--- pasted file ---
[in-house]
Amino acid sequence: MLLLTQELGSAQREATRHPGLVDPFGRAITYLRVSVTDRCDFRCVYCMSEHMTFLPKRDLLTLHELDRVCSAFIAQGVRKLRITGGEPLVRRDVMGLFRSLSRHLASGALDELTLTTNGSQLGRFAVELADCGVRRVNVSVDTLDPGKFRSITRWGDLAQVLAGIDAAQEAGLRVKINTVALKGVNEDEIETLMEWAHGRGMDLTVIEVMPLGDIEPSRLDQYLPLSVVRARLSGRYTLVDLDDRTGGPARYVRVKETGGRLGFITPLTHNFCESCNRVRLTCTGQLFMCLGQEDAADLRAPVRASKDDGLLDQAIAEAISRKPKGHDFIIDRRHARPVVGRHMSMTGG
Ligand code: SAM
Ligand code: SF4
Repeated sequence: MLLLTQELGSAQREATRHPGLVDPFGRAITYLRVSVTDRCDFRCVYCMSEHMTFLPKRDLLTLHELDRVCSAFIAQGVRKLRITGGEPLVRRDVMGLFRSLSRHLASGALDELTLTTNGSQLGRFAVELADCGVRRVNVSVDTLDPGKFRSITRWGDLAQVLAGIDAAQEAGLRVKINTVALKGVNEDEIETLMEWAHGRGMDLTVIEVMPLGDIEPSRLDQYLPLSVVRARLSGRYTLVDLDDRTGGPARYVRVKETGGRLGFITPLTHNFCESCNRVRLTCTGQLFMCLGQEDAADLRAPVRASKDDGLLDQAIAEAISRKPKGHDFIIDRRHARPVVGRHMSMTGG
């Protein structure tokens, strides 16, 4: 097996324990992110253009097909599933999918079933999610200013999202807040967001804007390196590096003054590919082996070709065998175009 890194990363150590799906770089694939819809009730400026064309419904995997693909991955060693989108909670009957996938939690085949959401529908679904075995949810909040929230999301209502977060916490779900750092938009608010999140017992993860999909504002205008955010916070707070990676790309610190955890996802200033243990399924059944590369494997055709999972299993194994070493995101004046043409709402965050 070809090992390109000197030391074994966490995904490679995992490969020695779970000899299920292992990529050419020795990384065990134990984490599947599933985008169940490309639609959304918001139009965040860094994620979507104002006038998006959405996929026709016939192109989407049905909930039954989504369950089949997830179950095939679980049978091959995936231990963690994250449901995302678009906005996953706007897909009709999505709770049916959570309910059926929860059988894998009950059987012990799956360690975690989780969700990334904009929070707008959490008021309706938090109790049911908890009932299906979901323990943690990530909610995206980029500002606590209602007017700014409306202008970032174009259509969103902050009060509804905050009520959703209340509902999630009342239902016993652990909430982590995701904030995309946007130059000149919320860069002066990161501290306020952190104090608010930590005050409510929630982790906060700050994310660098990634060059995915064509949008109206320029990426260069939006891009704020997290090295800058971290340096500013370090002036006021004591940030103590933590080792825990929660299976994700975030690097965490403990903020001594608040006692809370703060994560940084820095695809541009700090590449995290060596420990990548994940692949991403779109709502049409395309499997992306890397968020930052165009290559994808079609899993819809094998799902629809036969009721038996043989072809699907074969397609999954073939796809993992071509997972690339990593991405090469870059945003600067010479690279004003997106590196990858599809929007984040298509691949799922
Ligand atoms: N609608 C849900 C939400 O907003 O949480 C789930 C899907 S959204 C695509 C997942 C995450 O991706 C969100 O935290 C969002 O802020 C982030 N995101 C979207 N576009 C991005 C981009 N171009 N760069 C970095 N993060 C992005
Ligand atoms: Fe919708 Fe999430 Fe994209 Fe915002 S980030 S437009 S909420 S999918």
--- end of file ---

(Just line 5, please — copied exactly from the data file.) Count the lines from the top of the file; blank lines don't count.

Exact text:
Repeated sequence: MLLLTQELGSAQREATRHPGLVDPFGRAITYLRVSVTDRCDFRCVYCMSEHMTFLPKRDLLTLHELDRVCSAFIAQGVRKLRITGGEPLVRRDVMGLFRSLSRHLASGALDELTLTTNGSQLGRFAVELADCGVRRVNVSVDTLDPGKFRSITRWGDLAQVLAGIDAAQEAGLRVKINTVALKGVNEDEIETLMEWAHGRGMDLTVIEVMPLGDIEPSRLDQYLPLSVVRARLSGRYTLVDLDDRTGGPARYVRVKETGGRLGFITPLTHNFCESCNRVRLTCTGQLFMCLGQEDAADLRAPVRASKDDGLLDQAIAEAISRKPKGHDFIIDRRHARPVVGRHMSMTGG